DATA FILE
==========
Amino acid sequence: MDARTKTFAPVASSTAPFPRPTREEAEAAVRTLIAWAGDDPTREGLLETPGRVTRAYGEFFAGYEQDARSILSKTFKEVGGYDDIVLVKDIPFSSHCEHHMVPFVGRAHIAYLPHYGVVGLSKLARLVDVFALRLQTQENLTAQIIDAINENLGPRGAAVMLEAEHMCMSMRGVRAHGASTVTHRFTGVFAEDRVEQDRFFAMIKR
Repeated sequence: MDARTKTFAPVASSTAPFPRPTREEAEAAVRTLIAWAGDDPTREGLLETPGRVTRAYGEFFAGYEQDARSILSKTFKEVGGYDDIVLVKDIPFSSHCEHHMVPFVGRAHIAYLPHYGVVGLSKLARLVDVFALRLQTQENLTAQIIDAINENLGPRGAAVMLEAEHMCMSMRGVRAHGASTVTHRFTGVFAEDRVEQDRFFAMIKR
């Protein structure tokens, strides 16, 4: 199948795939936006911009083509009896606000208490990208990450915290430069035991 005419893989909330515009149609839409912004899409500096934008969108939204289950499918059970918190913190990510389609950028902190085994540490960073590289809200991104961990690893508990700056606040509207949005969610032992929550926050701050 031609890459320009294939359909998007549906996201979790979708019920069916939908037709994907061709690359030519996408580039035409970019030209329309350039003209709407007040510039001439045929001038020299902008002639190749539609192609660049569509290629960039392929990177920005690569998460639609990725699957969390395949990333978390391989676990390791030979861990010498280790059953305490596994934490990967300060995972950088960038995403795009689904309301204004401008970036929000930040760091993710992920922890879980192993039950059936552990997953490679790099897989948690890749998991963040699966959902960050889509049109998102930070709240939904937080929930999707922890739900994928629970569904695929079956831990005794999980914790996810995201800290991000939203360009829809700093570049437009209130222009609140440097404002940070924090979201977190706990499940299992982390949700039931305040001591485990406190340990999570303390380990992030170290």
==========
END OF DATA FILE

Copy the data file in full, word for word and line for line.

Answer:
Amino acid sequence: MDARTKTFAPVASSTAPFPRPTREEAEAAVRTLIAWAGDDPTREGLLETPGRVTRAYGEFFAGYEQDARSILSKTFKEVGGYDDIVLVKDIPFSSHCEHHMVPFVGRAHIAYLPHYGVVGLSKLARLVDVFALRLQTQENLTAQIIDAINENLGPRGAAVMLEAEHMCMSMRGVRAHGASTVTHRFTGVFAEDRVEQDRFFAMIKR
Repeated sequence: MDARTKTFAPVASSTAPFPRPTREEAEAAVRTLIAWAGDDPTREGLLETPGRVTRAYGEFFAGYEQDARSILSKTFKEVGGYDDIVLVKDIPFSSHCEHHMVPFVGRAHIAYLPHYGVVGLSKLARLVDVFALRLQTQENLTAQIIDAINENLGPRGAAVMLEAEHMCMSMRGVRAHGASTVTHRFTGVFAEDRVEQDRFFAMIKR
């Protein structure tokens, strides 16, 4: 199948795939936006911009083509009896606000208490990208990450915290430069035991 005419893989909330515009149609839409912004899409500096934008969108939204289950499918059970918190913190990510389609950028902190085994540490960073590289809200991104961990690893508990700056606040509207949005969610032992929550926050701050 031609890459320009294939359909998007549906996201979790979708019920069916939908037709994907061709690359030519996408580039035409970019030209329309350039003209709407007040510039001439045929001038020299902008002639190749539609192609660049569509290629960039392929990177920005690569998460639609990725699957969390395949990333978390391989676990390791030979861990010498280790059953305490596994934490990967300060995972950088960038995403795009689904309301204004401008970036929000930040760091993710992920922890879980192993039950059936552990997953490679790099897989948690890749998991963040699966959902960050889509049109998102930070709240939904937080929930999707922890739900994928629970569904695929079956831990005794999980914790996810995201800290991000939203360009829809700093570049437009209130222009609140440097404002940070924090979201977190706990499940299992982390949700039931305040001591485990406190340990999570303390380990992030170290």